As I wandered through a Ten Thousand Villages store in Harrisonburg, VA, I was struck by the number of nativities for sale, crafted by artisans from all over the world. Some were made of rocks, others had been formed from clay, and yet others crocheted. Some were tiny, no bigger than a golf ball. Others hang from mobiles. Some were designed to be Christmas tree ornaments. Others were meant to be handled and played with.
I was struck by the reality that in what is called a post-modern, post-Christian world, where we are told nones, atheists and the de-churched comprise a larger and larger portion of our nation, nativities are still in demand. There is still plenty of room among snowmen and Santas for Jesus, Mary and Joseph, shepherds with sheep, and wise men with gifts. I was fascinated and delighted to see that this form of the sacred has not been pushed out of view by the secular.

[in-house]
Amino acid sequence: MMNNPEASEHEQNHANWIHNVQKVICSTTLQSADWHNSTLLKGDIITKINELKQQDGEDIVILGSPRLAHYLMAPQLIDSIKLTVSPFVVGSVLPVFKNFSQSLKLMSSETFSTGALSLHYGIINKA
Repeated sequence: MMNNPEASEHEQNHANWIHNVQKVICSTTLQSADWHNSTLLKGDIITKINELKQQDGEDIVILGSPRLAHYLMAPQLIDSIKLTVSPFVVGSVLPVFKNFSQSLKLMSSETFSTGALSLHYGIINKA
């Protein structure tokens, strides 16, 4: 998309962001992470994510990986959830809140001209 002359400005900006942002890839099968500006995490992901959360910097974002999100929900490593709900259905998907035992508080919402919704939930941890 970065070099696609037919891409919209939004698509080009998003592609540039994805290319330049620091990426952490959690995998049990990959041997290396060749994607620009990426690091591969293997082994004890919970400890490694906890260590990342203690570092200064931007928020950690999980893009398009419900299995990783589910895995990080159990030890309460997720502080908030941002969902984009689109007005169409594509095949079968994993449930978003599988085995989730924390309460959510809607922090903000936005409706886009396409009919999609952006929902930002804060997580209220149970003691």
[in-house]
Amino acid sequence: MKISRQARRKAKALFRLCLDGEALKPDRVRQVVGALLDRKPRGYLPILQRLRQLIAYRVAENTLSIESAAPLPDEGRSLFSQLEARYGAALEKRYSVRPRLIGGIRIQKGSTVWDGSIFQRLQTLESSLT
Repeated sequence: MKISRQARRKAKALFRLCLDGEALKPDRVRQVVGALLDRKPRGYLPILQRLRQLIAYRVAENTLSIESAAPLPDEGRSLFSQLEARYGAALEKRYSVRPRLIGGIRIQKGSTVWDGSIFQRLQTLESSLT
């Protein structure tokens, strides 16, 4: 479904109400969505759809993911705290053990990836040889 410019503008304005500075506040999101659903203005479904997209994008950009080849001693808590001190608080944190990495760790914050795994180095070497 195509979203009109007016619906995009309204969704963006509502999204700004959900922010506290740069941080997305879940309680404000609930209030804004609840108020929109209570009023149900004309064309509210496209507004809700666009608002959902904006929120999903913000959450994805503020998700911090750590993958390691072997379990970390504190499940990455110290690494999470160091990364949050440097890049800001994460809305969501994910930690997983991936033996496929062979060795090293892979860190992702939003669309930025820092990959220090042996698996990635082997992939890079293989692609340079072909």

I believe we can learn something from this. While it’s rarely productive to ram Jesus down people’s throats with threats of eternal damnation, it’s not so hard to slip him into craft fairs, holiday displays, and winter festivals. This is probably why Jesus didn’t come on the clouds with power the first time around. He came as a baby, slipped into the world virtually unnoticed, and found a place in a hostile environment.
That’s the seed we plant and water at this time of the year. God handles the growth.